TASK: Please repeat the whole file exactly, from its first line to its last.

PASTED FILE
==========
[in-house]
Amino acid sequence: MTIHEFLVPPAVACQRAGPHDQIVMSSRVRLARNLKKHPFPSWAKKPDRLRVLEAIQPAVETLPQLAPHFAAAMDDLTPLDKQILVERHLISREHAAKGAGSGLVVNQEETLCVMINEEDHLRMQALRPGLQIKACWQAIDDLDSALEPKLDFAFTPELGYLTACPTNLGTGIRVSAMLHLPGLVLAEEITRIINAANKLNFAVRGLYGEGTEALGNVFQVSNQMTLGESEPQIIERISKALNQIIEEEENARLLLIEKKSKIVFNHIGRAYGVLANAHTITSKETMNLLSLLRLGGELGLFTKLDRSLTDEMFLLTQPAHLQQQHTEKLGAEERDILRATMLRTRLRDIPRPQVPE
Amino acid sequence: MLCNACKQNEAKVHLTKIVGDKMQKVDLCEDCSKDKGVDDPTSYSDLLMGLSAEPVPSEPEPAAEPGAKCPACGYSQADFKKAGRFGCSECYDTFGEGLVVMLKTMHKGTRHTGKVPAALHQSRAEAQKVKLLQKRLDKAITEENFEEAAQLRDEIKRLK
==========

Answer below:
[in-house]
Amino acid sequence: MTIHEFLVPPAVACQRAGPHDQIVMSSRVRLARNLKKHPFPSWAKKPDRLRVLEAIQPAVETLPQLAPHFAAAMDDLTPLDKQILVERHLISREHAAKGAGSGLVVNQEETLCVMINEEDHLRMQALRPGLQIKACWQAIDDLDSALEPKLDFAFTPELGYLTACPTNLGTGIRVSAMLHLPGLVLAEEITRIINAANKLNFAVRGLYGEGTEALGNVFQVSNQMTLGESEPQIIERISKALNQIIEEEENARLLLIEKKSKIVFNHIGRAYGVLANAHTITSKETMNLLSLLRLGGELGLFTKLDRSLTDEMFLLTQPAHLQQQHTEKLGAEERDILRATMLRTRLRDIPRPQVPE
Amino acid sequence: MLCNACKQNEAKVHLTKIVGDKMQKVDLCEDCSKDKGVDDPTSYSDLLMGLSAEPVPSEPEPAAEPGAKCPACGYSQADFKKAGRFGCSECYDTFGEGLVVMLKTMHKGTRHTGKVPAALHQSRAEAQKVKLLQKRLDKAITEENFEEAAQLRDEIKRLK